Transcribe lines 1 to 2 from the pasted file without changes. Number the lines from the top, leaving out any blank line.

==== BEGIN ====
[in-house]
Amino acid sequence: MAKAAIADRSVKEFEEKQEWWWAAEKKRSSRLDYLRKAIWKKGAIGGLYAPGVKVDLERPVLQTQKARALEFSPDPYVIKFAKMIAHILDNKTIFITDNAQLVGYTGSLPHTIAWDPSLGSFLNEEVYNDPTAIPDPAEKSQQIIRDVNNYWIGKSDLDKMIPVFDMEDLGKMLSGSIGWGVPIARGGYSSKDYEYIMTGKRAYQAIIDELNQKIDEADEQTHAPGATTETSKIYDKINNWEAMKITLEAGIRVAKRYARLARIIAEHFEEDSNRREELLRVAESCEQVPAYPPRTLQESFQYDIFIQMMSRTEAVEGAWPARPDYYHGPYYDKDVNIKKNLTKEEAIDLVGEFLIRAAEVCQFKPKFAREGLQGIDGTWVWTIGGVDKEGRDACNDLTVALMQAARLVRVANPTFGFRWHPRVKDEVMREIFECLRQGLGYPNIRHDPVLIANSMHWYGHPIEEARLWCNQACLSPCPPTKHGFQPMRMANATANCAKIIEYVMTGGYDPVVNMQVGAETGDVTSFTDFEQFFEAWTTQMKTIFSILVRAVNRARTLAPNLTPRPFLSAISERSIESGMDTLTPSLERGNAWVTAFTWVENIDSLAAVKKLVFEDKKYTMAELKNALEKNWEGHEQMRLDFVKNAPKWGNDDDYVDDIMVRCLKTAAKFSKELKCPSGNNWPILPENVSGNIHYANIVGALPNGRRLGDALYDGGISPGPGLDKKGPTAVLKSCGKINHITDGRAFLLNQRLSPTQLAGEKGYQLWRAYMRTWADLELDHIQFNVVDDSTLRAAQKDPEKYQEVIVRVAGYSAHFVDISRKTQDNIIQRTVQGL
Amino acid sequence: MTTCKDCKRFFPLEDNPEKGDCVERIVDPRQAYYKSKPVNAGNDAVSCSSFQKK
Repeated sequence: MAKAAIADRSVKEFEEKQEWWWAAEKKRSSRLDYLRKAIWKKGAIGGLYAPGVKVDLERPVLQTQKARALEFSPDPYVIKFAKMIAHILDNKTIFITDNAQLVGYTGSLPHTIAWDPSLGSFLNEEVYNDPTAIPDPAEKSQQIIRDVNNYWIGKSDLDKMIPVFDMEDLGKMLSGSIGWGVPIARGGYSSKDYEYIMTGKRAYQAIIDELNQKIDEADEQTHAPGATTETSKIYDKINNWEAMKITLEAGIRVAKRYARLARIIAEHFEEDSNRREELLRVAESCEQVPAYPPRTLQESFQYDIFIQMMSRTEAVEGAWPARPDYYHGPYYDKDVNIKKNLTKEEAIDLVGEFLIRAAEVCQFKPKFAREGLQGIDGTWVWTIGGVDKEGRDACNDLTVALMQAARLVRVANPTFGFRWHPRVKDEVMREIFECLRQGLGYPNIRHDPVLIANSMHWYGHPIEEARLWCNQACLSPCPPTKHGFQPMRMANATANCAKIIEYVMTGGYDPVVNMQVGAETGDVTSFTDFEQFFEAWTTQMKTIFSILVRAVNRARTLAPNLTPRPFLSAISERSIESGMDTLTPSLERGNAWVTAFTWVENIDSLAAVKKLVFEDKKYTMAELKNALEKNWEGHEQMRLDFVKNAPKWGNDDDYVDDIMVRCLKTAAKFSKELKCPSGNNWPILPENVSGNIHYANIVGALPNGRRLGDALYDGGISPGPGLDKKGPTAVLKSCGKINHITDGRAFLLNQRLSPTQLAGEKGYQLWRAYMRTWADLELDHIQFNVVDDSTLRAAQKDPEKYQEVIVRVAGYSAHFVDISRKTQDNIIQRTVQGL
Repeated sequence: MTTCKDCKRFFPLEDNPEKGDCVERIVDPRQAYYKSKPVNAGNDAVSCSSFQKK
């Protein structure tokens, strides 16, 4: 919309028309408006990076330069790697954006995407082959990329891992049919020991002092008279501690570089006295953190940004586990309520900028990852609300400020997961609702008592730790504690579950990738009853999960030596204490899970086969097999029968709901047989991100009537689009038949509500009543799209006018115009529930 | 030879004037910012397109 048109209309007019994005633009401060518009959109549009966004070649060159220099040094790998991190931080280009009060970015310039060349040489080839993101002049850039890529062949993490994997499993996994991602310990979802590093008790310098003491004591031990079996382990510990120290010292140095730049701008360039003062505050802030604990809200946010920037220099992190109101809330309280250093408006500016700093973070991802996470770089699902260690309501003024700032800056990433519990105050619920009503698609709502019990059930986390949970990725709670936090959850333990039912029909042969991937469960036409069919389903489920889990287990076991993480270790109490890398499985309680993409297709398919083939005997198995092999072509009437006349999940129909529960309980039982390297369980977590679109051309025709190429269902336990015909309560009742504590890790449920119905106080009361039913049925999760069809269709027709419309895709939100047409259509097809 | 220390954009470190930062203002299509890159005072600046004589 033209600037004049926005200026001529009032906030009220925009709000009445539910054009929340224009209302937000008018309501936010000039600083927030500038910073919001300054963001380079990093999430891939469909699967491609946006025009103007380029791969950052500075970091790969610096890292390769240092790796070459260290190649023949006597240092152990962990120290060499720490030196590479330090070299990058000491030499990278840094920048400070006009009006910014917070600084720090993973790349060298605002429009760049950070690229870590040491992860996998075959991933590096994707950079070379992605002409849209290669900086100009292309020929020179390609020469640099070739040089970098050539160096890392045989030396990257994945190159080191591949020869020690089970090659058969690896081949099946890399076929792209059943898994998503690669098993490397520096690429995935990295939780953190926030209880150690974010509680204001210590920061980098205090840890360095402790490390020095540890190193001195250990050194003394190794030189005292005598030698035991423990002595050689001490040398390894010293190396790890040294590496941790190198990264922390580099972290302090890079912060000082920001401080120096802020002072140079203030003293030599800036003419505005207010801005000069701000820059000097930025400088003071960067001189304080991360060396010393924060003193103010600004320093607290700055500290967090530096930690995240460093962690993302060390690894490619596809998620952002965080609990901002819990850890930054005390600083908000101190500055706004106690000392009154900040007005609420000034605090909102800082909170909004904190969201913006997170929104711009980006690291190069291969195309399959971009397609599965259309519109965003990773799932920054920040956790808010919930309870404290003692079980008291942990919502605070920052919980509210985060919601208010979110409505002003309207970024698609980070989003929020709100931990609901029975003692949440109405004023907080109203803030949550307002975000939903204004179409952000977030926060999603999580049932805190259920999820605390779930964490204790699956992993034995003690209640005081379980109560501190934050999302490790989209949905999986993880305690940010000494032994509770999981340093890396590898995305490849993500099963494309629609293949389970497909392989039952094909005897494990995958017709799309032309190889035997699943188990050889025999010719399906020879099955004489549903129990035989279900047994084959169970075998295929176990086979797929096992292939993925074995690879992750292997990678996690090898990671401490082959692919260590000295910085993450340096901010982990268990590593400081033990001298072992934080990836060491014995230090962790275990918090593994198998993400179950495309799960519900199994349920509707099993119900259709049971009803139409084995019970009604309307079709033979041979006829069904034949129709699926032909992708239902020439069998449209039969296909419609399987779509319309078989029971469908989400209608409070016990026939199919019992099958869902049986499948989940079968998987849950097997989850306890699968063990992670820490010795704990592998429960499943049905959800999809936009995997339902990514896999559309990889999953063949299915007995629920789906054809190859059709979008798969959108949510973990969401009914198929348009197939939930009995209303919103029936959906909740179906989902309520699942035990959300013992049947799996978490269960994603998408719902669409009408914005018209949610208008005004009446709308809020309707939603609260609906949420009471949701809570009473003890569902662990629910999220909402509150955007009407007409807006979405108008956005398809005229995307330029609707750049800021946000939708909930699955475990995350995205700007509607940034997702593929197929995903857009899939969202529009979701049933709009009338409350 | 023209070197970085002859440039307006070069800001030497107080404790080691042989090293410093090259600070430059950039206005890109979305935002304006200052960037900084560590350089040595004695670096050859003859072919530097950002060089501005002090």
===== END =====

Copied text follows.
[in-house]
Amino acid sequence: MAKAAIADRSVKEFEEKQEWWWAAEKKRSSRLDYLRKAIWKKGAIGGLYAPGVKVDLERPVLQTQKARALEFSPDPYVIKFAKMIAHILDNKTIFITDNAQLVGYTGSLPHTIAWDPSLGSFLNEEVYNDPTAIPDPAEKSQQIIRDVNNYWIGKSDLDKMIPVFDMEDLGKMLSGSIGWGVPIARGGYSSKDYEYIMTGKRAYQAIIDELNQKIDEADEQTHAPGATTETSKIYDKINNWEAMKITLEAGIRVAKRYARLARIIAEHFEEDSNRREELLRVAESCEQVPAYPPRTLQESFQYDIFIQMMSRTEAVEGAWPARPDYYHGPYYDKDVNIKKNLTKEEAIDLVGEFLIRAAEVCQFKPKFAREGLQGIDGTWVWTIGGVDKEGRDACNDLTVALMQAARLVRVANPTFGFRWHPRVKDEVMREIFECLRQGLGYPNIRHDPVLIANSMHWYGHPIEEARLWCNQACLSPCPPTKHGFQPMRMANATANCAKIIEYVMTGGYDPVVNMQVGAETGDVTSFTDFEQFFEAWTTQMKTIFSILVRAVNRARTLAPNLTPRPFLSAISERSIESGMDTLTPSLERGNAWVTAFTWVENIDSLAAVKKLVFEDKKYTMAELKNALEKNWEGHEQMRLDFVKNAPKWGNDDDYVDDIMVRCLKTAAKFSKELKCPSGNNWPILPENVSGNIHYANIVGALPNGRRLGDALYDGGISPGPGLDKKGPTAVLKSCGKINHITDGRAFLLNQRLSPTQLAGEKGYQLWRAYMRTWADLELDHIQFNVVDDSTLRAAQKDPEKYQEVIVRVAGYSAHFVDISRKTQDNIIQRTVQGL